The NC State Veterinary Hospital’s equine ophthalmology service reports treating an increased number of horses with eye infections caused by fungi.
Fungal keratitis can develop after an injury to the cornea. It is common in horses, but the high frequency of cases seen during the past few weeks is unusual, said Brian Gilger, CVM professor of ophthalmology.
“The cause may be the recent rainy weather or lower temperatures which help promote the growth of fungi,” said Gilger.
Gilger recommends owners closely monitor horses for eye pain, discoloration or increased discharge, all early signs of fungal keratitis. If concerns arise, owners should call their primary veterinarians if concerns arise.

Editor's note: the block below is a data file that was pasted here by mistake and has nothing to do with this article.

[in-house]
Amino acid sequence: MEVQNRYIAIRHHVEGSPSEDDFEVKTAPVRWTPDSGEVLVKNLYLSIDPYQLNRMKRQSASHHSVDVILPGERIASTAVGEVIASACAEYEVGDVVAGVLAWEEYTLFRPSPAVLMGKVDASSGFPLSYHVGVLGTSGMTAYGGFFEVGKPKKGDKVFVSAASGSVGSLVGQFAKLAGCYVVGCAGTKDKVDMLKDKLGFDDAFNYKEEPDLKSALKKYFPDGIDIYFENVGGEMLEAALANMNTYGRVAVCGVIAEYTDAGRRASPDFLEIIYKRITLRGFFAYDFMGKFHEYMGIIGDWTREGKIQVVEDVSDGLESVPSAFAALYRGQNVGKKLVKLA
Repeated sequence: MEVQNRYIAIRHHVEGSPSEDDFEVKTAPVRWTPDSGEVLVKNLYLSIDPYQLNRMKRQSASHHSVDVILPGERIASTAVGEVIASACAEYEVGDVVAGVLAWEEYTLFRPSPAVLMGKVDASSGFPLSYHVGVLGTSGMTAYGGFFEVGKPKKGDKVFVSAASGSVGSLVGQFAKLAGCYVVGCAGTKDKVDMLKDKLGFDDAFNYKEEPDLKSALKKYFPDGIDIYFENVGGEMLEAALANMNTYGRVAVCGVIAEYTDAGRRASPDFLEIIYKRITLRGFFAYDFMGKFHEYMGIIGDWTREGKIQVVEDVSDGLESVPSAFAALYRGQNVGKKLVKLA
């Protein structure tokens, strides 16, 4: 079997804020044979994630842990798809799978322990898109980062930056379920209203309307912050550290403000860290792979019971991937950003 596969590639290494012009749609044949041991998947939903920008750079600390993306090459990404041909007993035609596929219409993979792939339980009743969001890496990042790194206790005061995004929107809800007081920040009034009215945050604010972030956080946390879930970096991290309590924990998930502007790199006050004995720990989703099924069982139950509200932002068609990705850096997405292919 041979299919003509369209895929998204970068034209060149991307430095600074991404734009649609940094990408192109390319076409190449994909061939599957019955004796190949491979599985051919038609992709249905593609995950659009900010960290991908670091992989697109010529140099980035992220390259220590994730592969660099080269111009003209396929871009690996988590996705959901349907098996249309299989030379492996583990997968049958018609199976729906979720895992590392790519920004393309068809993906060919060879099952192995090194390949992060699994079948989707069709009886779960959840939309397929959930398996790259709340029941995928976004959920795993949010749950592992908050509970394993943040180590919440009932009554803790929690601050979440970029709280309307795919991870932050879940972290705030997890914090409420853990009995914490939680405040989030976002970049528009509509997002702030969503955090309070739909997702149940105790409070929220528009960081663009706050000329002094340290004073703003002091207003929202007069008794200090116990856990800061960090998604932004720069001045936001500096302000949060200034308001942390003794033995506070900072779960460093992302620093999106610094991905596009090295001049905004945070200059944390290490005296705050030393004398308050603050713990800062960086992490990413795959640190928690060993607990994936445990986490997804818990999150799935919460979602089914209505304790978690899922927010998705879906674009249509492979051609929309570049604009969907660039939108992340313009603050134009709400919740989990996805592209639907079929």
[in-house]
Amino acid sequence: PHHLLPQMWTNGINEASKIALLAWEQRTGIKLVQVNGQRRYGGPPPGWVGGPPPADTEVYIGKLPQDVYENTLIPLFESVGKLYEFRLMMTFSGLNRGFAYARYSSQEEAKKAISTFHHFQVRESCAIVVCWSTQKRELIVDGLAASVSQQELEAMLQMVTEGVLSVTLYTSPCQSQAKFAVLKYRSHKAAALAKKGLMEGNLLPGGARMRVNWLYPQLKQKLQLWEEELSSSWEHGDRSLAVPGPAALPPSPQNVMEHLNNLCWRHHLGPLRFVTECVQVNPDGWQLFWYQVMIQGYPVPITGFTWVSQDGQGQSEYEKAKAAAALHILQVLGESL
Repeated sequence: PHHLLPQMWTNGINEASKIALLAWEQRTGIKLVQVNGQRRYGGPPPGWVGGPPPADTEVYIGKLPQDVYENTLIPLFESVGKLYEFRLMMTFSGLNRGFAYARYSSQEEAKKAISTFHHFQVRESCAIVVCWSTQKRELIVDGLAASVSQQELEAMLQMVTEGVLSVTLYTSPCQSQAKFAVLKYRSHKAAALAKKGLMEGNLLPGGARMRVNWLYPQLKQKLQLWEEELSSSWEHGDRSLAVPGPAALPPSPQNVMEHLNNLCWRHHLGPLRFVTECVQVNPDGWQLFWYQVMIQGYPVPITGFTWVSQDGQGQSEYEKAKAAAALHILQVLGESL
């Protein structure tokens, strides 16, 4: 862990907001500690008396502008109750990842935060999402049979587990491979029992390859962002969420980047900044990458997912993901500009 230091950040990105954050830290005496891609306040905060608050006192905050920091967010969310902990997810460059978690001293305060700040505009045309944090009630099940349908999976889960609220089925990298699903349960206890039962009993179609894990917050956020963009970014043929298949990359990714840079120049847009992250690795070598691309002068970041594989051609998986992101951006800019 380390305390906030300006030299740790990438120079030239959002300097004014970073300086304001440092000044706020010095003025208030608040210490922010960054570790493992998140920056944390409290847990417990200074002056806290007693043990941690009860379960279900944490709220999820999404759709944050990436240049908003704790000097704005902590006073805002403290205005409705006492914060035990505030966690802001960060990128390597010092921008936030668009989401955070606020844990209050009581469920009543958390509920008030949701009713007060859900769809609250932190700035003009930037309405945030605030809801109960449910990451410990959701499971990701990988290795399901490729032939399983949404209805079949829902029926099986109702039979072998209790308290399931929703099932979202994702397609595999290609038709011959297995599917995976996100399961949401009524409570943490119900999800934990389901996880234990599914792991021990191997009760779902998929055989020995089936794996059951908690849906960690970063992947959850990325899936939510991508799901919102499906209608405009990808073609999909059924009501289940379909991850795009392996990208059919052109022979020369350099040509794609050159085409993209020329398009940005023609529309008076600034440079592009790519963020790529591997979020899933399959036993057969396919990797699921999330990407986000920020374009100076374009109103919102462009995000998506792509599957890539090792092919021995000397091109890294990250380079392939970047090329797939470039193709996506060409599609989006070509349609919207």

“The earlier the treatment, the better the outcome of this serious disease,” said Gilger.
The Gilger Laboratory is collaborating with NC State University’s Center for Integrated Fungal Research to develop innovative diagnosis and treatment of fungal keratitis in horses. The CIFR is part of the university’s College of Agriculture and Life Sciences.
This post was originally published in Veterinary Medicine News.